A lively work of social history, full of surprises and memorable characters.




In which the capital of Old Blighty turns polymorphously perverse—and fascinatingly so.

Modern officials in Washington, D.C., or New York with an interest in retiring municipal deficits might take a hint from the London of the Kings George. There, writes architectural historian and TV presenter Cruickshank (The Story of Britain’s Best Buildings, 2003, etc.), around 1750, one in five women was “involved in some manner with the sex industry,” and any of them who kept a room paid ferociously high rents that in turn were taxed to the hilt. Even so, the British government made pennies compared to the pounds the city’s 60,000-plus prostitutes were turning over. Bawdy houses were scattered throughout London but were densely concentrated, perhaps ironically, off Maiden Lane and an area that Cruickshank calls the “sexual highway,” which included not just houses but also dark alleyways and wooded parks. The author uses the lens of sexual commerce to examine class relations and economic history, for the history of prostitution is always a history of the poor have-nots oppressed by a few haves. He examines the popular culture of the day, interpreting a series of William Hogarth prints as windows into attitudes that condemned prostitutes, suggesting “the penalty a harlot was supposed to pay for having lived an immoral life even when—as Hogarth acknowledged—it was really through no fault of her own.” Cruickshank notes that the ever censorious crowd, glad to murder monarchs and picnic at public executions, roundly hated homosexuality but despised sexual bullies even more. The author even makes a few suggestive hints about the book trade, observing that the popularity of Captain Cook’s accounts of voyaging in the South Seas may have been due to their titillating accounts of native sexual practices, which local houses of prostitution did their best to replicate.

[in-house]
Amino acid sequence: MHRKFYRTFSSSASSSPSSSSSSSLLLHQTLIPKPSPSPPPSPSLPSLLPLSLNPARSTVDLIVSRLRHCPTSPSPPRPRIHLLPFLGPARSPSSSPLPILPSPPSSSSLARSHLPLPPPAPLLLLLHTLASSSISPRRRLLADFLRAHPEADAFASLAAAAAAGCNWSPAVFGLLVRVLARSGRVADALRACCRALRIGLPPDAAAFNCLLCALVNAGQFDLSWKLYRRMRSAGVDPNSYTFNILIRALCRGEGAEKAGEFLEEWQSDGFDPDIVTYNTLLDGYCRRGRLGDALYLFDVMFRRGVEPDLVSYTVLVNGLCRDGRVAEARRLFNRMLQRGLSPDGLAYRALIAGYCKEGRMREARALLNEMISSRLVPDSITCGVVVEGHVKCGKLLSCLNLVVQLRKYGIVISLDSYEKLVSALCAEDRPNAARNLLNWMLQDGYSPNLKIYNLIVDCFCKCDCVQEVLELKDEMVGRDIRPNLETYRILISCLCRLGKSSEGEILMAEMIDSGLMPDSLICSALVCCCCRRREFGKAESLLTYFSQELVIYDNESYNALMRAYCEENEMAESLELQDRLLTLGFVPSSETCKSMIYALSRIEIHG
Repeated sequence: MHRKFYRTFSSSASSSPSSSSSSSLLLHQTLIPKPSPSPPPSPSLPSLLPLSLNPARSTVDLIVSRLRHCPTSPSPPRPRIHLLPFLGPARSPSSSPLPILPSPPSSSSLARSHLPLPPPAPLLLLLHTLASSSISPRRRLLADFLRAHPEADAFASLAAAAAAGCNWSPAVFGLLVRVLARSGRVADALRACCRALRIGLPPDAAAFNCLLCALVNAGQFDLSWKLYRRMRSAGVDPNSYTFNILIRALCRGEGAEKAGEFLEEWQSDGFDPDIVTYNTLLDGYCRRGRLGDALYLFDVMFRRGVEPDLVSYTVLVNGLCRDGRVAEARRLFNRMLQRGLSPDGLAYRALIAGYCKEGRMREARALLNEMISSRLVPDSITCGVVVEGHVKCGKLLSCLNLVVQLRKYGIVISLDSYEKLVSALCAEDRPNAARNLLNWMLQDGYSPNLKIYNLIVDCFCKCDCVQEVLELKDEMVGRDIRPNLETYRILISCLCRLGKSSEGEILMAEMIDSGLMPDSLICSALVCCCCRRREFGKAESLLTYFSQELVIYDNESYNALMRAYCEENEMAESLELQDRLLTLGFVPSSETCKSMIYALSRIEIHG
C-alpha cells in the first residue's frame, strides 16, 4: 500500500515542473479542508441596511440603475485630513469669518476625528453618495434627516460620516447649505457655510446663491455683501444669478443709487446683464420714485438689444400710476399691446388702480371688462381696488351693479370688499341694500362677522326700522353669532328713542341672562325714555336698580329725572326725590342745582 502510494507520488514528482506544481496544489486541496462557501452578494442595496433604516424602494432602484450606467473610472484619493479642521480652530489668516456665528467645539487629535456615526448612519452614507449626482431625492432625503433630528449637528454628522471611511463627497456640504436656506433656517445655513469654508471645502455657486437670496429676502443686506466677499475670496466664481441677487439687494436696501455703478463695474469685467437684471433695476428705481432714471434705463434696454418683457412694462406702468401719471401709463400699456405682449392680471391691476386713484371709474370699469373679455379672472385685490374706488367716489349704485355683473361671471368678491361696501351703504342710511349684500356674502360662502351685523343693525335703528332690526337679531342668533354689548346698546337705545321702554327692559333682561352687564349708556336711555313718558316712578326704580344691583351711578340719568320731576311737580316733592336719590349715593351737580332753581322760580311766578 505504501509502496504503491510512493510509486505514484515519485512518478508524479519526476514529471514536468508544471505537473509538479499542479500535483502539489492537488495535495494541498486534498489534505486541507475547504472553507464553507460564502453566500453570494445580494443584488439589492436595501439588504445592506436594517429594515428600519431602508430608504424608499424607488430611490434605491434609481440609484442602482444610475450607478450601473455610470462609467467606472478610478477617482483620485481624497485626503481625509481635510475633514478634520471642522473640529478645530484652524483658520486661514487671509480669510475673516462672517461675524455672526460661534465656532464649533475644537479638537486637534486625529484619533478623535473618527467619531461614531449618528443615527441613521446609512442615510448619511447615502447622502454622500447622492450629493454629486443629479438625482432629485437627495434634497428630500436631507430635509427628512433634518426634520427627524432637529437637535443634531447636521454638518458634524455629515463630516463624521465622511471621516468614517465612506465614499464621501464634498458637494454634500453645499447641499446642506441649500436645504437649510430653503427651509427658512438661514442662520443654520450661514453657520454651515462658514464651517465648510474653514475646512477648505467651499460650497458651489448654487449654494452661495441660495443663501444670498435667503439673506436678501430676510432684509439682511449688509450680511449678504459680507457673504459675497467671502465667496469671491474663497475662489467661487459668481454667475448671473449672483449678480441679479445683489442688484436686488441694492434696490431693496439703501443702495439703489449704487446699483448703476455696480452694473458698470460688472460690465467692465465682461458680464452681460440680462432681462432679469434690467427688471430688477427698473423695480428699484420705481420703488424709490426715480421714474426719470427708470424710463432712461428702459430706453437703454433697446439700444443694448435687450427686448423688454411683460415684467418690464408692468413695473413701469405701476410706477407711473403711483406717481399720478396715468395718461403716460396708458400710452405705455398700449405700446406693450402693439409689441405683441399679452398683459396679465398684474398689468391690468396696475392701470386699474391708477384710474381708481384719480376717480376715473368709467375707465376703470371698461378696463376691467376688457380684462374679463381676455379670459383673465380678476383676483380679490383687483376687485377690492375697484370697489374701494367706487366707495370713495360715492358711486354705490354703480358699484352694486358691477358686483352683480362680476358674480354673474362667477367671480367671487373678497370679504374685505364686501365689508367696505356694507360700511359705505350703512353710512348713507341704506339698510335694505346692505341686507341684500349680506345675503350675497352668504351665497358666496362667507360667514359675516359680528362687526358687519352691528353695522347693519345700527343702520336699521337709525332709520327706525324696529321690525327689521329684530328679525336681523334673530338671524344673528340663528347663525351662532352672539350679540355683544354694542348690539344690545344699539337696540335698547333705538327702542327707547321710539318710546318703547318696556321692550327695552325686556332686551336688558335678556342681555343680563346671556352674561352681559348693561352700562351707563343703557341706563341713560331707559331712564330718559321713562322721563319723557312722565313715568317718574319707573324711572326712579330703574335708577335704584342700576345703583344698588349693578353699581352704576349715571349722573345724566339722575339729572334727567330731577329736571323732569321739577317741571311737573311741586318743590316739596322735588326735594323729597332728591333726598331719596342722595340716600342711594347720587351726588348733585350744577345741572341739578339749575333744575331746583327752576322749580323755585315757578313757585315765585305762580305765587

A lively work of social history, full of surprises and memorable characters.

Pub Date: Dec. 1, 2010

ISBN: 978-0-312-65898-4

Page Count: 672

Publisher: St. Martin's

Review Posted Online: Sept. 29, 2010

Kirkus Reviews Issue: Oct. 15, 2010

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The author's youthfulness helps to assure the inevitable comparison with the Anne Frank diary although over and above the...


Elie Wiesel spent his early years in a small Transylvanian town as one of four children. 

He was the only one of the family to survive what Francois Maurois, in his introduction, calls the "human holocaust" of the persecution of the Jews, which began with the restrictions, the singularization of the yellow star, the enclosure within the ghetto, and went on to the mass deportations to the ovens of Auschwitz and Buchenwald. There are unforgettable and horrifying scenes here in this spare and sombre memoir of this experience of the hanging of a child, of his first farewell with his father who leaves him an inheritance of a knife and a spoon, and of his last goodbye at Buchenwald his father's corpse is already cold let alone the long months of survival under unconscionable conditions.